At 56, seven years after he divested his media and movies conglomerate UTV Software Communications to Disney for an enterprise value of $1.4 billion (around 10,000 crore now), Ronnie Screwvala is one of the few Indian philanthropists who has created his own not-for-profit, 360-degree model of rural development that can have a multiplier effect. The Swades Foundation has been working in more than 2,000 villages in Maharashtra’s Raigad district since 2013.

Screwvala doesn’t live or talk like a billionaire and doesn’t like the word “philanthropist", he says, when we meet at his office an unassuming sprawl built around basics, in Worli, Mumbai. “Philanthropist sounds ponderous. It seems to mean you have to mature, above 50, with a fat bank balance to give. I believe you don’t need to necessarily have a lot to give. We started very young, in our 20s," he says. By we, he means his family: wife Zarina Screwvala, co-founder and managing trustee of the foundation, and daughter Trishya Screwvala, who is also a social entrepreneur.

The office is home to Swades Foundation, his online education venture upGrad, sports company U Sports, private equity label Unilazer Ventures and movies and digital content company RSVP, which produced, among other films, the year’s very successful Hindi film Uri: The Surgical Strike. The office also belongs to the seven-member team of The Lighthouse Project, a non-profit mentor-mentee programme of 700 mentors and 700 mentees that Trishya founded and runs.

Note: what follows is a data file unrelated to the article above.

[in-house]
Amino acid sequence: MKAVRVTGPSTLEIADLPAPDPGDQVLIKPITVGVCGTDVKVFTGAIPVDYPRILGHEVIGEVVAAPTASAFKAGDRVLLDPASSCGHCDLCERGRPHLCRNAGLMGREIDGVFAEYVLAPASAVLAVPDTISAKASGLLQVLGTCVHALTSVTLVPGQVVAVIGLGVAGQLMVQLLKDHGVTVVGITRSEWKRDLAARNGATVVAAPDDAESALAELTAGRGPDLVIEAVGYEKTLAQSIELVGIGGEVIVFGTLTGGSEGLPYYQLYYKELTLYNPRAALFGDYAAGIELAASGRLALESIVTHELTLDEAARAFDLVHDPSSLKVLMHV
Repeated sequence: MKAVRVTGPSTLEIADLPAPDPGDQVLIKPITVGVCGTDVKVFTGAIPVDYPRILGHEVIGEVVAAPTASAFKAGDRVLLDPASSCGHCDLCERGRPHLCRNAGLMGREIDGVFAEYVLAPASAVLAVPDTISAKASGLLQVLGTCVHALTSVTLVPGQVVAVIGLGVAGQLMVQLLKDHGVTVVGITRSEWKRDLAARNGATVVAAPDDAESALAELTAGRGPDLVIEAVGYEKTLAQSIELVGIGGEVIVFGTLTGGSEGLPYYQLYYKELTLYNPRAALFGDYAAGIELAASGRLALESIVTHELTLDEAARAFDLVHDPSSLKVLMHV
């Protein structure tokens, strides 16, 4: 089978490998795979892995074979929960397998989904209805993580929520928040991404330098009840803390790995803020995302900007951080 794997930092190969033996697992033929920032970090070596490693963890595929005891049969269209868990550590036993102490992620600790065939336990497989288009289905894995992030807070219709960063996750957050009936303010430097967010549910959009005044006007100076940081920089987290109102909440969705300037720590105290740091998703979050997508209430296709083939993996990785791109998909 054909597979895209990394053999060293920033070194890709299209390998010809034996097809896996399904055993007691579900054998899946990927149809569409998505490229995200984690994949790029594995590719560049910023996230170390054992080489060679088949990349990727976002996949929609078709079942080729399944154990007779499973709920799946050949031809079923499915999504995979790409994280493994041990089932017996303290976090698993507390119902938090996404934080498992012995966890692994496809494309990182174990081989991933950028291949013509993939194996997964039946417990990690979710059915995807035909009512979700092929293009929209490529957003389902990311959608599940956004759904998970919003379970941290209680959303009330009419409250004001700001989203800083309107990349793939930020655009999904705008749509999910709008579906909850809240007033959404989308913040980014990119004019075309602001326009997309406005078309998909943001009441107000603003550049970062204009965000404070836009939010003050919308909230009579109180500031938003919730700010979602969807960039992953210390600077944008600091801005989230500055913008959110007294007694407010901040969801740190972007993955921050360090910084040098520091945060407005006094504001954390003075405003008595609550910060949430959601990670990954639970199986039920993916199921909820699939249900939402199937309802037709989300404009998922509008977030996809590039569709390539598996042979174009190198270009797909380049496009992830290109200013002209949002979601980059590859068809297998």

Both Ronnie and Zarina come from middle-class households, which, he says, has something to do with their interest in giving back to society. “The first 18 years of my life were in Grant Road, in a building which was like a long community room. When you come from there, there’s a certain grounding that you have. I think your background has strong connections to why you may have a sense of empathy and sense of awareness of people around you," says Ronnie. The Parsi genes too, he adds.

Rather than focusing on just one issue, the Swades Foundation works on every aspect—water, sanitation, health, education and livelihood. A 360-degree sweep is an uncommon model for a non-profit. But the foundation works in a concentric geography of about 3,200 sq. km, covering 2,200 villages and a little over half a million people, in over seven blocks of Raigad. It has a team of about 300 full-time employees and about 1,000 part-timers. In the last five years, the total outlay of Swades Foundation’s work has been around 450 crore, of which 225 crore has come from donors. Zarina, who spends 100% of her time on the foundation, says she simply executes her husband’s vision for rural development, and that’s her full-time job.

Swades works on solutions that leave a permanent impact so that people are empowered and do not need its intervention five-seven years down the line (after five years, they go to new villages). Its approach doesn’t have precedents. “A benchmark is always very limiting," Ronnie says. So they train teachers, set up new classrooms, get water taps in each household, set up sanitation facilities and upgrade irrigation facilities. He says lessons learnt from being a first-generation entrepreneur helped him think non-linear, and take the risk of abandoning a narrow focus for their work.